As a general disclaimer, the tax code is complex, everyone’s situation is a little different, therefore, please do not take any action on strategies discussed without first consulting with an expert about your individual situation. The information contained in this article is believed to be reliable and accurate but, is not guaranteed and is subject to change under Federal Tax Law.
Seven Common Financial Blind Spots

1 – POD – Payable On Death – This is a common form that can be found at, and should be held with, any accounts at banking institutions. This is especially true if there is a non-spouse who will need immediate access to account funds in the event of your passing. Savings, Checking, CD’s, & Money Market accounts all can fall into this category. This is a form that will help to bypass probate on any accounts that your loved ones might need access to in the event of your death, to maintain adequate cash flow for living expenses & bills or even pay for your final expenses. Each account that you hold should have a POD form attached to it. It is a simple one-page form that should be requested if not provided.

2 – TOD – Similar to POD, TOD means Transferable On Death and is for your beneficiaries to gain access to needed funds from any type of brokerage account that you may hold. A TOD form should be included with any brokerage account to which you would like your loved ones to have access to upon your passing. Otherwise, both Bank accounts and Brokerage accounts run the risk of being held up in lengthy probate. Have you heard of POD or TOD? Most have not. The reason that you probably are unaware of these forms is that is the banker or broker you deal with either does not know that these are forms they should provide or, does not want to provide them to you. What happens in probate? Your money is tied up while disputes and claims are settled. Who keeps the money while those disputes are settled? The bank or brokerage house with which the account is held holds that money until probate is disputed and settled. Why would they want to keep control of money while it is in dispute? Because they continue to earn interest and returns off of the money while it is in dispute and until probate is resolved. This is money that could be needed and put to use or, put to work for your loved ones. Make sure that you have these important forms attached to your accounts.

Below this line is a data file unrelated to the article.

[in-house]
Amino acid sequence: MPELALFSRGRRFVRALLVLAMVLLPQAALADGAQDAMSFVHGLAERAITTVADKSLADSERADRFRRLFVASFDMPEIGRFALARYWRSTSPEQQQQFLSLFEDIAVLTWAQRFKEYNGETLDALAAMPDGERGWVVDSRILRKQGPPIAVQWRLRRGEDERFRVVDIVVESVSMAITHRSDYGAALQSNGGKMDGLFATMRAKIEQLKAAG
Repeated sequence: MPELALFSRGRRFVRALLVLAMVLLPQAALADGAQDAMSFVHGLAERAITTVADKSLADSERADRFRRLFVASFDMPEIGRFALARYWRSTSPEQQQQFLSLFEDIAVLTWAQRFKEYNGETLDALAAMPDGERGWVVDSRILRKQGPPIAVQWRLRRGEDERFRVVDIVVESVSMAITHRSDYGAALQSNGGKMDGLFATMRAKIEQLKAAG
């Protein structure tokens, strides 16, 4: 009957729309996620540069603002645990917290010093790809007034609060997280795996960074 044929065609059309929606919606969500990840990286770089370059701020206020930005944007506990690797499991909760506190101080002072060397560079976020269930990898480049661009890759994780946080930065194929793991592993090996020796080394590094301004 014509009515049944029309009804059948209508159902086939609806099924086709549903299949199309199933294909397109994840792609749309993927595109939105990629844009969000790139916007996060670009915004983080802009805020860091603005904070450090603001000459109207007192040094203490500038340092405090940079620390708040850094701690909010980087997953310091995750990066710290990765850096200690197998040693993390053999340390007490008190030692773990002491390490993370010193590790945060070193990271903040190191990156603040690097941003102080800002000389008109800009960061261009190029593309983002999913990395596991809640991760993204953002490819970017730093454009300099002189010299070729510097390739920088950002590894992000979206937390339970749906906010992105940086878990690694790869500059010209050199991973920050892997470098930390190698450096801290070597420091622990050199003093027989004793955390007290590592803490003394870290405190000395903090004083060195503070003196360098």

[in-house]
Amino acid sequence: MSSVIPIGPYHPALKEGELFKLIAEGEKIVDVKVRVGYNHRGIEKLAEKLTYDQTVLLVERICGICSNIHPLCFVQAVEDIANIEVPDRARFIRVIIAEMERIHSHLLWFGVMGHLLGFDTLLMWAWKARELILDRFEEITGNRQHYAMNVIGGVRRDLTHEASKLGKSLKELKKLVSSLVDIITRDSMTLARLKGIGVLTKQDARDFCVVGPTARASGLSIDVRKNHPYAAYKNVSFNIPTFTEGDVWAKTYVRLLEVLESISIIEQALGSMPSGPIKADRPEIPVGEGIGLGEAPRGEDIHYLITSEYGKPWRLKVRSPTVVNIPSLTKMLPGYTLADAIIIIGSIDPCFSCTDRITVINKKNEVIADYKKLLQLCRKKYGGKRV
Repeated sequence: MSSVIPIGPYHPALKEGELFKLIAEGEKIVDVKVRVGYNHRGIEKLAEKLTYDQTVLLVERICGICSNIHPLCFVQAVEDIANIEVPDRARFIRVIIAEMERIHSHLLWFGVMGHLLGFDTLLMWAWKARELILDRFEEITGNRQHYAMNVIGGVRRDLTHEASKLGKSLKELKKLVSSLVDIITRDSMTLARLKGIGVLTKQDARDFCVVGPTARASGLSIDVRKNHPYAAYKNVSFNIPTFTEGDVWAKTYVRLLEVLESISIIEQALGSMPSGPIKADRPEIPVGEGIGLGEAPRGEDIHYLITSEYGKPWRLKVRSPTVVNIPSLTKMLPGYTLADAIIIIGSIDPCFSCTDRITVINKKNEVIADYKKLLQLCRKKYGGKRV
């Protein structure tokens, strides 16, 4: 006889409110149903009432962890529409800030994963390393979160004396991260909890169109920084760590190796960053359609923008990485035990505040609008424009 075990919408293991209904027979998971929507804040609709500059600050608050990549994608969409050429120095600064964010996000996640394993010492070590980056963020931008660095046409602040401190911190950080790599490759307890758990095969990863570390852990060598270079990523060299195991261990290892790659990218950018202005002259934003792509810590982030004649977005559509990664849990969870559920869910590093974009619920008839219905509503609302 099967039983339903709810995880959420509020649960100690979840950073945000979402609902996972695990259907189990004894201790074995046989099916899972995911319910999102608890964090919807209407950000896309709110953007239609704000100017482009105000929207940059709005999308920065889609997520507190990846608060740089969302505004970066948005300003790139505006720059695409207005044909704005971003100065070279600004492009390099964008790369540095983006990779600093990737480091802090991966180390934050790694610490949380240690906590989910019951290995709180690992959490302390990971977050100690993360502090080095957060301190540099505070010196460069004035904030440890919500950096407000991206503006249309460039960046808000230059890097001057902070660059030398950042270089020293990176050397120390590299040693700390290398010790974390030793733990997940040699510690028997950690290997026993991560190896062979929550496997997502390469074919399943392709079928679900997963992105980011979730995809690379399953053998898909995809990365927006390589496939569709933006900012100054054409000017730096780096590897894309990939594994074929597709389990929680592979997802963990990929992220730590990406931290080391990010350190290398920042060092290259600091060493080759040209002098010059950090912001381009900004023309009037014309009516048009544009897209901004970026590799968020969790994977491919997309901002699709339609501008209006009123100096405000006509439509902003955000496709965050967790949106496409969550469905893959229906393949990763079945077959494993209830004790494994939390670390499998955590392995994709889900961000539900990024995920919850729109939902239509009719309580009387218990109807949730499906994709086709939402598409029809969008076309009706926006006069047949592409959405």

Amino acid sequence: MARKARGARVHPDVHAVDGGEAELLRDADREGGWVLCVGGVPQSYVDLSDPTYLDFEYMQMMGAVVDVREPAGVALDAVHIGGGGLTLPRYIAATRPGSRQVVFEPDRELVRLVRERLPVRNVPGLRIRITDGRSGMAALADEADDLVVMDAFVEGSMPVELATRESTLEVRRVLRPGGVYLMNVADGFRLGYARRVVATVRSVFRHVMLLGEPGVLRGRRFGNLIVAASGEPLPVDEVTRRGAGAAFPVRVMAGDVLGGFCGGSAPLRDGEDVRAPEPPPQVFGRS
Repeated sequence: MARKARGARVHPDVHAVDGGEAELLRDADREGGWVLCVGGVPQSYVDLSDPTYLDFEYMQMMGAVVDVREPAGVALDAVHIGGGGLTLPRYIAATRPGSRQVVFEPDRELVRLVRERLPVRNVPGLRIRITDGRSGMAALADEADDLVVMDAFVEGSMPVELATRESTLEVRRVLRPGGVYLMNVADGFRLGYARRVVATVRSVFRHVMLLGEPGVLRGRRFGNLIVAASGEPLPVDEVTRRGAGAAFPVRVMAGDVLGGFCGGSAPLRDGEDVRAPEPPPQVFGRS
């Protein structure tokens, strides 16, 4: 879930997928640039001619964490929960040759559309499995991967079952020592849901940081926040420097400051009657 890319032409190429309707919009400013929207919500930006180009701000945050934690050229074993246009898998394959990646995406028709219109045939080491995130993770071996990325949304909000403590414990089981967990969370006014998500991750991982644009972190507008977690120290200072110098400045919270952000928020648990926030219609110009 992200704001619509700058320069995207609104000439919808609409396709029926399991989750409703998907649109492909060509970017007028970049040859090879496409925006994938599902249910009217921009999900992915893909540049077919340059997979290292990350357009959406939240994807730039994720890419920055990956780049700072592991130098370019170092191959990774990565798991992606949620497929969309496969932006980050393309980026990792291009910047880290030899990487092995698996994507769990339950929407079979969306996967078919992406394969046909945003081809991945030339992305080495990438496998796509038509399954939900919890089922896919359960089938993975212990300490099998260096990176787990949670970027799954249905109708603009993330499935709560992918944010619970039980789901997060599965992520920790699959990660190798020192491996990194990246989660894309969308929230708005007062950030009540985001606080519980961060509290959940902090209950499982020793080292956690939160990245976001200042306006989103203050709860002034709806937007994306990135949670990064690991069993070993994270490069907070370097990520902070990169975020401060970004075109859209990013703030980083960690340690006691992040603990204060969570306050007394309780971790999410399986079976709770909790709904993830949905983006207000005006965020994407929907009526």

3 – UMBRELLA – The lack of an Umbrella Insurance Policy is a common financial blind spot, both for individuals and business owners. An umbrella policy is an additional insurance policy that can cover and protect you in the event of a lawsuit in excess of other liability coverage. Suppose that you are in an auto accident or, have a delivery man walking up the steps to your business, what would happen if they tripped, slipped, fell, and broke an ankle or leg, putting them out of work for an extended period. Most likely, they would attempt to be compensated for their injury and lost wages. A lawsuit would likely follow. He or she may not find the current coverage amount in your homeowners or automobile accident insurance ample to replace these wages and compensate him or her for the pain and suffering which you have caused them. When people sue, they tend to sue in the high dollar figures, millions instead of thousands. In order to protect yourself from losing your income, wages, savings, or even worse, your very business, and severely affecting your standard of living, with the potential result of bankruptcy, make sure that you have a reasonable umbrella policy in place. However, if you do have an umbrella policy, make sure that you do not make this common knowledge. If everyone knows that you have this amount of insurance coverage, you are more likely to become the target of frivolous litigation. Typically a large sum of umbrella coverage can be purchased for a relatively low cost.

4 - BUY/SELL PARTNERSHIP AGREEMENTS– In business, the importance of having buy/sell partnership protection cannot be understated. If you share in the ownership of a business with one or more partners, and they were to pass away, how would you like to suddenly be dealing with the spouse or family of your business partner in the decision making process of your business? If no buy/sell protection is established, this is how that transaction would progress. Does your partners’ spouse know about your business, how to run it, do they know how it operates, do they know how to budget or run the books, do they know the client’s needs and wants? Could they even recognize a client? Would they make the same decisions about the business that your partner would have made? If you do not have a buy/sell agreement in place, prepare to deal with this eventuality. Be sure to have a buy/sell partnership agreement in place so, that if something was to happen, life insurance would kick in in an amount that would allow the remaining partner(s) to buy the surviving spouse’s portion of the business back at a fair price and that these wishes are properly discussed, agreed upon, and documented by all business owners. This will allow you to “buyout” your partner’s beneficiaries from the business.